Would the 'Gram be a better place if we didn't know how many likes our friends were getting? The social media platform is continuing to check out that theory. Just weeks after Instagram announced that it was hiding the number of "likes" that videos and photos get on the app for users in Canada, the tech giant is now testing out the change in six more countries. Instagram's like count ban is now coming to Ireland, Italy, Japan, Brazil, Australia, and New Zealand, so buckle up for a major change-up if you happen to live in these countries.
A few months ago, TechCrunch first announced that the app was testing out an update on its design that would hide the number of "likes" that other people got on their photos. While you can still see how many "likes" your own photos get, other people will only see "Liked by so-and-so and others" in place of the original "like" count.
Instagram CEO Adam Mosseri previously explained the decision to test the feature in Canada in a statement, saying, "We want people to worry a little bit less about how many likes they’re getting on Instagram and spend a bit more time connecting with the people that they care about."
Now, it appears that the company is expanding its original testing by bringing the change to six more countries with high levels of Instagram usage. A Facebook spokesperson confirmed the news to Elite Daily, saying:
Last week, we began running a test in Australia, Brazil, Italy, Ireland, Japan, and New Zealand that removes the total number of likes on photos and video views in Feed, Permalink pages, and Profile. We are testing this because we want your followers to focus on the photos and videos you share, not how many likes they get.
The spokesperson confirmed that the social media platform hopes to continue rolling out the update to even more countries in the future, saying:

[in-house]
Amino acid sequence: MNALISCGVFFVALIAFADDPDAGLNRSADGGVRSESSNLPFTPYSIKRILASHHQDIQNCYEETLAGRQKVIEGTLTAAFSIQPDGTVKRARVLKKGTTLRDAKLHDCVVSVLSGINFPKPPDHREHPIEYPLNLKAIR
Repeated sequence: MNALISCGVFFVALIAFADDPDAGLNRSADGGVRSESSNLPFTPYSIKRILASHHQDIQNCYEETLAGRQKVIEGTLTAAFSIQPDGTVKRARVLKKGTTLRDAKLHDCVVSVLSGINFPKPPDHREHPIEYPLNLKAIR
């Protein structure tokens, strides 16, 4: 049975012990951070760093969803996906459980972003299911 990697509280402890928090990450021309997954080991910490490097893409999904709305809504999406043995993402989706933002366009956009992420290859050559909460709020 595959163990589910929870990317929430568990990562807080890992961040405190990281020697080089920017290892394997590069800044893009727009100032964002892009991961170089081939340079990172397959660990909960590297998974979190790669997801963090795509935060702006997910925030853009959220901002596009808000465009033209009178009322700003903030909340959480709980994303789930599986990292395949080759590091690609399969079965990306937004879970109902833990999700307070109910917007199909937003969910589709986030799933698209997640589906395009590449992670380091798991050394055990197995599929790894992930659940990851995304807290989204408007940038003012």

This test began in Canada in May, and we’re excited to expand the test to a number of markets across the globe. We don’t want Instagram to feel like a competition – we hope to learn whether this change can help people focus less on likes and more on telling their story.
While some have applauded the decision to make the app more about self-expression by removing some of the hyper-focus and anxiety associated with racking up likes, others have expressed concerns about how this update could change influencer marketing and make the space more advertiser-driven instead of user-driven. Currently, so-called social media influencers rely on the number of "likes" their posts get to show companies if their sponsored campaign was successful.
Considering Instagram doesn't benefit from the influencer marketing industry, it's not surprising that its implementing a move that will encourage companies to spend more in advertising while focusing more on the reach of paid ads instead of the number of likes.
If the "likes" ban receives a global rollout, it's likely that influencers will start gravitating towards other platforms like Twitch or YouTube, but Instagram is reportedly working on figuring out a solution to this potential problem.
An Instagram spokesperson reportedly told TechCrunch previously, "We understand that this is important for many creators, and while this test is in exploratory stages, we are thinking through ways for them to communicate value to their brand partners."
Only time will tell how this potential new feature will change the landscape of Instagram as we know it, but something tells me that the 'Gram of tomorrow will look and work quite differently.